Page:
Free stopoversatlocal entrepreneurs in the countryside,when purchasing local products or services. España Discovery offers the Spanish version of ‘France Passion’. Our editor Agnes tries it out,spending three nights along the route of El Cid.
Camping Fuentes Blancas in Burgosis remarkably busy at the end of April. Apparently, Burgos is a great starting point for a tour of Spain. We start withexploring the city and visit the final resting place of El Cid in the cathedral. Here, the famous knight and his wife were reburied in 1842. In the tourist office, we get our hands on a brochure (folleto) in which the ‘Camino Del Cid’ route is described, partly based on “The Poem of the Cid”. This famous epicsings the praises of El Cid’sReconquista campaign to Valencia, between 1092 and 1094.
The nearly two thousand-kilometre route starts in Vivar del Cid. This is the birthplace of El Cid and is located north of Burgos. Our first stop is the San Pedro de Cardeña monastery. During his exile, El Cid’s family stayed in this monastery. It’s also the place where he was honoured for ten years after his death and laid buried for several centuries. A brother shows us around the church, the monastery and the beautiful cloister. Our guideonly speaks Spanish, but tries his bestto get his story across and is very proud of his monastery. It takes more than an hour before we end up outside again. If all viewings take this long, we’ll be working the night shift today!As we continue the route, we enjoy the red soil, the young green grain and the flowering yellow broom. Herds of sheep populate the hills, and occasionally we see a few cows and horses. The roads here are sometimes a bit narrow, but otherwise fine.
In the town of Covarrubias, we admire the timber-framed houses. Even the bins are consistently styled. It’s very cold and deserted. In the next village, Santo Domingo de Silos, it’s slightly warmer. This place is known for its Gregorian chants and the beautiful Romanesque cloister in the Benedictine monastery. We can visit the cloister, but there’s no singing until the evening. Two kilometers further, we park the motorhome just after a tunnel. We encounter a small, very narrow gorge: the Desfiladero de la Yecla. Via a staircase and walkway we enter the gorge and immediately find ten vultures circling over our heads.
For the first night of España Discovery, we stop at the local wine cooperative in Peñaranda de Duero. They’re still open and we register in the shop, waving the España Discovery book, which serves as proof of membership. We’re allowed to pick a spot in the parking lot and – of course – quickly purchase a bottle of wine. There are even wine pumps installed in the wall for after hours. In case we’re still thirsty, or become overwhelmed by the boring parking lot, we can get our hands on enough wine to last us the night.
The next morning, we resume our route. Along the way we enjoy the views and the many villages, abandoned castles and towns. All places on the route are mentioned in the aforementioned epic. We consider turning left, to enter the Parque natural Cañón del Río Lobos, but decide to continue our way to Gormaz. There we see the remains of an Arab fortress that El Cid conquered in 1060. We take a small detour, to visit the burial chapel San Baudelio de Berlanga. The exterior isn’t much to look at, but the interior is beautifully decorated with pillars, arches and murals. This time we spend the night at the Motorhome stopover of Medinaceli.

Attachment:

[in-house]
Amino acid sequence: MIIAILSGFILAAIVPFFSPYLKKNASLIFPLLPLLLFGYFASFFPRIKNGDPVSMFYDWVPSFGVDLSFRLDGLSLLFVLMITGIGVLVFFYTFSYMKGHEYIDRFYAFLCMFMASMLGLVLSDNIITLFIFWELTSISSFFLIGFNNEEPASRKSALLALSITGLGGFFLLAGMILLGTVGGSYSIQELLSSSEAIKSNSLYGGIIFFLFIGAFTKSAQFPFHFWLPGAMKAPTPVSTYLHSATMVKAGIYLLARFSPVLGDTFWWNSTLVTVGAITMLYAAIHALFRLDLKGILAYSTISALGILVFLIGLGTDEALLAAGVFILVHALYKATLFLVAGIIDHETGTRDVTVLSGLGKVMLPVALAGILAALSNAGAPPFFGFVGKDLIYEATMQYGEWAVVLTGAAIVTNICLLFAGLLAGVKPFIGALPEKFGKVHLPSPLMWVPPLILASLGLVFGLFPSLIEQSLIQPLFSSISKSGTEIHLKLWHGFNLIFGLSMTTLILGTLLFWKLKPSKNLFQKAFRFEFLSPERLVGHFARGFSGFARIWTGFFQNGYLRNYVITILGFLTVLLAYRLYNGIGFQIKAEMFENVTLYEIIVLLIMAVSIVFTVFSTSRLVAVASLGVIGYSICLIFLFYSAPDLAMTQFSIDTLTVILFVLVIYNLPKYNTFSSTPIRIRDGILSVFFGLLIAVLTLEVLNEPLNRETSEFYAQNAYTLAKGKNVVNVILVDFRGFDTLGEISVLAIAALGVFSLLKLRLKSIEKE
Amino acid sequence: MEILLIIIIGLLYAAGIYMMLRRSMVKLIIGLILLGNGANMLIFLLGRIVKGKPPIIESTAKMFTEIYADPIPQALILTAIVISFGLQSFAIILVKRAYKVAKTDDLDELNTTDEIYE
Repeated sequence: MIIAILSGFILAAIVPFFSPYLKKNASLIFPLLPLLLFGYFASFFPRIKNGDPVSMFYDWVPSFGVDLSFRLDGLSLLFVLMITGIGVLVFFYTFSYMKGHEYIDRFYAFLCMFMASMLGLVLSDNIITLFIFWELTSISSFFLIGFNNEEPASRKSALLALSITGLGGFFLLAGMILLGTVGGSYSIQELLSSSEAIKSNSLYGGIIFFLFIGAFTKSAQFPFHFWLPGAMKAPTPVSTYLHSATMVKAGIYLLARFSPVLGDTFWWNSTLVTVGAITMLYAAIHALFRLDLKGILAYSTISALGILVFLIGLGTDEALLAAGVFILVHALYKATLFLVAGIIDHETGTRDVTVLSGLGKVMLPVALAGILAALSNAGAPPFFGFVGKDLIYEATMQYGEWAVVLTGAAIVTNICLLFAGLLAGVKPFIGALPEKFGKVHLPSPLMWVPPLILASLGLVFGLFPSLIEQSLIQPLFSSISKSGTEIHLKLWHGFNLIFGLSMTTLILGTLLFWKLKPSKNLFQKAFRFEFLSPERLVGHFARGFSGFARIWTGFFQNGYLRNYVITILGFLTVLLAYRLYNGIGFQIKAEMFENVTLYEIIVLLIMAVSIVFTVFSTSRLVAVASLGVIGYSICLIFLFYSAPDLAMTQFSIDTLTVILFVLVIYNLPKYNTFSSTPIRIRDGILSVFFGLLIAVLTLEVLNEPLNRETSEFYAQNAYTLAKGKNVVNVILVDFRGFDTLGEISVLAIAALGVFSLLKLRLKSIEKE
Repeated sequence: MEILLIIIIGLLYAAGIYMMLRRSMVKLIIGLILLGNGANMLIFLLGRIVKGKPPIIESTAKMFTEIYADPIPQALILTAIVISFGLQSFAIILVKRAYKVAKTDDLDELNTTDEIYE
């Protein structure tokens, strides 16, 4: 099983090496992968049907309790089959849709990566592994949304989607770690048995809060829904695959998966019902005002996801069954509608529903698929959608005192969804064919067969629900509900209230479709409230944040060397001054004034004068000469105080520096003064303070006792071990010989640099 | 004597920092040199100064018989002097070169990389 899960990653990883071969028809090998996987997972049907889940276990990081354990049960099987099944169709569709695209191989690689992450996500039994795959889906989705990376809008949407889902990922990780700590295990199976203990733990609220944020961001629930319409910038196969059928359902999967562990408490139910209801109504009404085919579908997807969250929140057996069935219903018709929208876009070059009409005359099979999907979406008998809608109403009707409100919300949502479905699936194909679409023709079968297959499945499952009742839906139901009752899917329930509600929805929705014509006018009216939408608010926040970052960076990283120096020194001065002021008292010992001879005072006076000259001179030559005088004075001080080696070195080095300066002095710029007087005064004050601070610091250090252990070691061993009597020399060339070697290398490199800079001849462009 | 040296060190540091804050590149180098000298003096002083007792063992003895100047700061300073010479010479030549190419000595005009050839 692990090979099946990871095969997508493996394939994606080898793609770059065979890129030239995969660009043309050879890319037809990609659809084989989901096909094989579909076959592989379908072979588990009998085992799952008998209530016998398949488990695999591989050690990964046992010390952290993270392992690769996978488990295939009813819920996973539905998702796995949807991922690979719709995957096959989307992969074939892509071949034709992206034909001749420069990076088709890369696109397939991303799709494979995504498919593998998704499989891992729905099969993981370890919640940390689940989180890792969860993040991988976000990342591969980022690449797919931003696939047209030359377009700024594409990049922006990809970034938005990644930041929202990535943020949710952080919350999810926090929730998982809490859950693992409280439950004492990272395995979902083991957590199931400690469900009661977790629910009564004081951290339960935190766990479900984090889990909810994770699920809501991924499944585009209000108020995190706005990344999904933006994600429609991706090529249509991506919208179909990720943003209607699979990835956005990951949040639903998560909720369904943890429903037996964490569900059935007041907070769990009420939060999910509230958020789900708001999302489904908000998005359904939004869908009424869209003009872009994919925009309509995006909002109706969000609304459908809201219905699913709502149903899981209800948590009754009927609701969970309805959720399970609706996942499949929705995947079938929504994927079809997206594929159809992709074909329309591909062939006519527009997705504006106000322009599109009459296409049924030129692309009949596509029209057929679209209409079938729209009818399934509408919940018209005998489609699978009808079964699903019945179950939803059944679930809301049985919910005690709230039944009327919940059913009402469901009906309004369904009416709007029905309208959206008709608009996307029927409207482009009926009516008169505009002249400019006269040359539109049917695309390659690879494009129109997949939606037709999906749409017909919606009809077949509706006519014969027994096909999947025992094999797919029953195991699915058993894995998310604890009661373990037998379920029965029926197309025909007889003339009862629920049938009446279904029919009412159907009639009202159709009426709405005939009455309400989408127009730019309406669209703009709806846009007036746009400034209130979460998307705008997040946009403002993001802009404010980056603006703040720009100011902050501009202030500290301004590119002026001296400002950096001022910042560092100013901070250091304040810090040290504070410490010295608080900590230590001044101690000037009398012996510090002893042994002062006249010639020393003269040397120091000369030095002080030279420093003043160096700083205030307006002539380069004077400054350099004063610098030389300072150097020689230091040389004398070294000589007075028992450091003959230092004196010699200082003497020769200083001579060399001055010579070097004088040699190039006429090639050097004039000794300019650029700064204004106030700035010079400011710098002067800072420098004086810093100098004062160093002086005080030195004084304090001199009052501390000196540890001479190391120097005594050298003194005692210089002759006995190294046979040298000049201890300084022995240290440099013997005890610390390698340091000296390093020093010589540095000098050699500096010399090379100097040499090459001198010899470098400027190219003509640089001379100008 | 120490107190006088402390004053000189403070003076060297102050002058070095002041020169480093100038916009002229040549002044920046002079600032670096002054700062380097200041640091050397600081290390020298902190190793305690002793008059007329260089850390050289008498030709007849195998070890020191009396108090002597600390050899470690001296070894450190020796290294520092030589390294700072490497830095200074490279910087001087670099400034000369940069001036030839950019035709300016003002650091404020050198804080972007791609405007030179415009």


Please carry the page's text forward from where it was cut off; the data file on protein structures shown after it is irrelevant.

We start day three on El Cid’s route, and again we find the roads deserted. This region of Spain faces significant depopulation. We pass the castle of Molina de Aragón, after which the route crosses the Alto Tajo Nature Reserve. There are huge red rocks on both sides of the road. What a spectacle! In the afternoon we arrive at our next ‘España Discovery overnight location’. This motorhome stopover is located a few kilometres before the town of Albarracín. It’s a sheep cheese factory with a shop. We’re assigned a place for the night and buy some sheep cheese to pair with tonight’s drinks.
We take our bikes from the garage and leave for Albarracín. A beautiful, but touristy town of more than a thousand years old. With many steep and narrow streets, squares and beautiful views. The next morning, we return, this time with the motorhome. There’s a large parking lot just outside the town, where you can easily park. Although we have only travelled part of the official route, we decide to leave El Camino del Cid for now, because we promised our daughter a few days Valencia. But we’ll be back! A little later in the season and at a time when we have more time to enjoy this beautiful route.
For more route information, check caminodelcid.org
Rodrigo Díaz de Vivar, nicknamed El Cid Campeador, is a historical national hero in Spain. Born in Vivar in 1040, he was knighted at the age of seventeen and fought against the Moors under the kings of Castile and León. Around 1092, he started his great campaign to conquer Valencia. He took this city in 1094 and reigned there in the name of the king until his death in 1099. The story goes that at that point, the Moors thought they could easily retake the city, but when they sawEl Cid’s embalmed body in full equipment on his horse, they becamealarmed and fled. His wife Jimena sentEl Cid’s body – in combat position on his horse – back to his native region. Along the entire route to the monastery of San Pedro de Cardeña, his mounted body was met by a reverent population. At the monastery, his body was exhibited for ten more years and people drew from near and far to honour him. His heroic deeds are described in the epic “El Poema del Cid”, the first version of which must have originated from around 1140. One of the later fourteenth-century versions formed the basis for El Camino del Cid.
Source: Agnes Jeurnink (editor NKC).
The NKC is the Dutch parent company of Campercontact